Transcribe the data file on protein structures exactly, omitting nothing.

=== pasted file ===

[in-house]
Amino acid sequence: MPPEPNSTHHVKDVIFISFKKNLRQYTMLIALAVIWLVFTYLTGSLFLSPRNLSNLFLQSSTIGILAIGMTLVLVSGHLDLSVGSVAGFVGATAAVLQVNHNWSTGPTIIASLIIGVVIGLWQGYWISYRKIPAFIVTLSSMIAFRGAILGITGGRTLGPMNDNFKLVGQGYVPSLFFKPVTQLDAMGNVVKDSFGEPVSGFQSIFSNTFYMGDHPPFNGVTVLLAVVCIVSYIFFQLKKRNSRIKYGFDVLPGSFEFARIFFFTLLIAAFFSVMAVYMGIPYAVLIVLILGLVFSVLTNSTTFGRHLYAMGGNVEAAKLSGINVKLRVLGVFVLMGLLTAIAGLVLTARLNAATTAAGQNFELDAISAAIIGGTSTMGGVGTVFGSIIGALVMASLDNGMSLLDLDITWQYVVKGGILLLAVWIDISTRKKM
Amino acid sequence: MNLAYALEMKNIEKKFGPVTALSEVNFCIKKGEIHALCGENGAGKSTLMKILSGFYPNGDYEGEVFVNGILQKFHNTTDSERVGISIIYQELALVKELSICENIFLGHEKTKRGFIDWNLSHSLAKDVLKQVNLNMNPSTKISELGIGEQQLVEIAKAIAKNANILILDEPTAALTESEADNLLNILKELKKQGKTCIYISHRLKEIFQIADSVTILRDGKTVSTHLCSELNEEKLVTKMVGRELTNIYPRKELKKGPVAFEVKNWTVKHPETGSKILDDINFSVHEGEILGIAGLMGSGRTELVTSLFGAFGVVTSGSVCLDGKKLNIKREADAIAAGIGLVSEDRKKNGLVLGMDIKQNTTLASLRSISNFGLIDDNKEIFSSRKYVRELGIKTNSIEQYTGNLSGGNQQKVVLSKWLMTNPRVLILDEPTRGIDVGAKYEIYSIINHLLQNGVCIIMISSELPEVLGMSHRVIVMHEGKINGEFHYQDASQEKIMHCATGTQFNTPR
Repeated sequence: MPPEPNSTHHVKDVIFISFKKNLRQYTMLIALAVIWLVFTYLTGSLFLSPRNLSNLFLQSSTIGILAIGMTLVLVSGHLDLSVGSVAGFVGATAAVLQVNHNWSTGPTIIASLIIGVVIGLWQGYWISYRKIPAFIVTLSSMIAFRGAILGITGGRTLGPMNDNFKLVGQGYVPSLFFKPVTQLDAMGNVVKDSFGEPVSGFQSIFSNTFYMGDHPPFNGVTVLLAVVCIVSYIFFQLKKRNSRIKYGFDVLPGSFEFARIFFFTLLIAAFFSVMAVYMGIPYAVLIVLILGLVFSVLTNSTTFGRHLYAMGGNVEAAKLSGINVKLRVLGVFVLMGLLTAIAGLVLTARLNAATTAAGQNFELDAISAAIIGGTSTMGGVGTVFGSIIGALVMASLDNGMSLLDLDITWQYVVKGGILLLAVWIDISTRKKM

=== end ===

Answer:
[in-house]
Amino acid sequence: MPPEPNSTHHVKDVIFISFKKNLRQYTMLIALAVIWLVFTYLTGSLFLSPRNLSNLFLQSSTIGILAIGMTLVLVSGHLDLSVGSVAGFVGATAAVLQVNHNWSTGPTIIASLIIGVVIGLWQGYWISYRKIPAFIVTLSSMIAFRGAILGITGGRTLGPMNDNFKLVGQGYVPSLFFKPVTQLDAMGNVVKDSFGEPVSGFQSIFSNTFYMGDHPPFNGVTVLLAVVCIVSYIFFQLKKRNSRIKYGFDVLPGSFEFARIFFFTLLIAAFFSVMAVYMGIPYAVLIVLILGLVFSVLTNSTTFGRHLYAMGGNVEAAKLSGINVKLRVLGVFVLMGLLTAIAGLVLTARLNAATTAAGQNFELDAISAAIIGGTSTMGGVGTVFGSIIGALVMASLDNGMSLLDLDITWQYVVKGGILLLAVWIDISTRKKM
Amino acid sequence: MNLAYALEMKNIEKKFGPVTALSEVNFCIKKGEIHALCGENGAGKSTLMKILSGFYPNGDYEGEVFVNGILQKFHNTTDSERVGISIIYQELALVKELSICENIFLGHEKTKRGFIDWNLSHSLAKDVLKQVNLNMNPSTKISELGIGEQQLVEIAKAIAKNANILILDEPTAALTESEADNLLNILKELKKQGKTCIYISHRLKEIFQIADSVTILRDGKTVSTHLCSELNEEKLVTKMVGRELTNIYPRKELKKGPVAFEVKNWTVKHPETGSKILDDINFSVHEGEILGIAGLMGSGRTELVTSLFGAFGVVTSGSVCLDGKKLNIKREADAIAAGIGLVSEDRKKNGLVLGMDIKQNTTLASLRSISNFGLIDDNKEIFSSRKYVRELGIKTNSIEQYTGNLSGGNQQKVVLSKWLMTNPRVLILDEPTRGIDVGAKYEIYSIINHLLQNGVCIIMISSELPEVLGMSHRVIVMHEGKINGEFHYQDASQEKIMHCATGTQFNTPR
Repeated sequence: MPPEPNSTHHVKDVIFISFKKNLRQYTMLIALAVIWLVFTYLTGSLFLSPRNLSNLFLQSSTIGILAIGMTLVLVSGHLDLSVGSVAGFVGATAAVLQVNHNWSTGPTIIASLIIGVVIGLWQGYWISYRKIPAFIVTLSSMIAFRGAILGITGGRTLGPMNDNFKLVGQGYVPSLFFKPVTQLDAMGNVVKDSFGEPVSGFQSIFSNTFYMGDHPPFNGVTVLLAVVCIVSYIFFQLKKRNSRIKYGFDVLPGSFEFARIFFFTLLIAAFFSVMAVYMGIPYAVLIVLILGLVFSVLTNSTTFGRHLYAMGGNVEAAKLSGINVKLRVLGVFVLMGLLTAIAGLVLTARLNAATTAAGQNFELDAISAAIIGGTSTMGGVGTVFGSIIGALVMASLDNGMSLLDLDITWQYVVKGGILLLAVWIDISTRKKM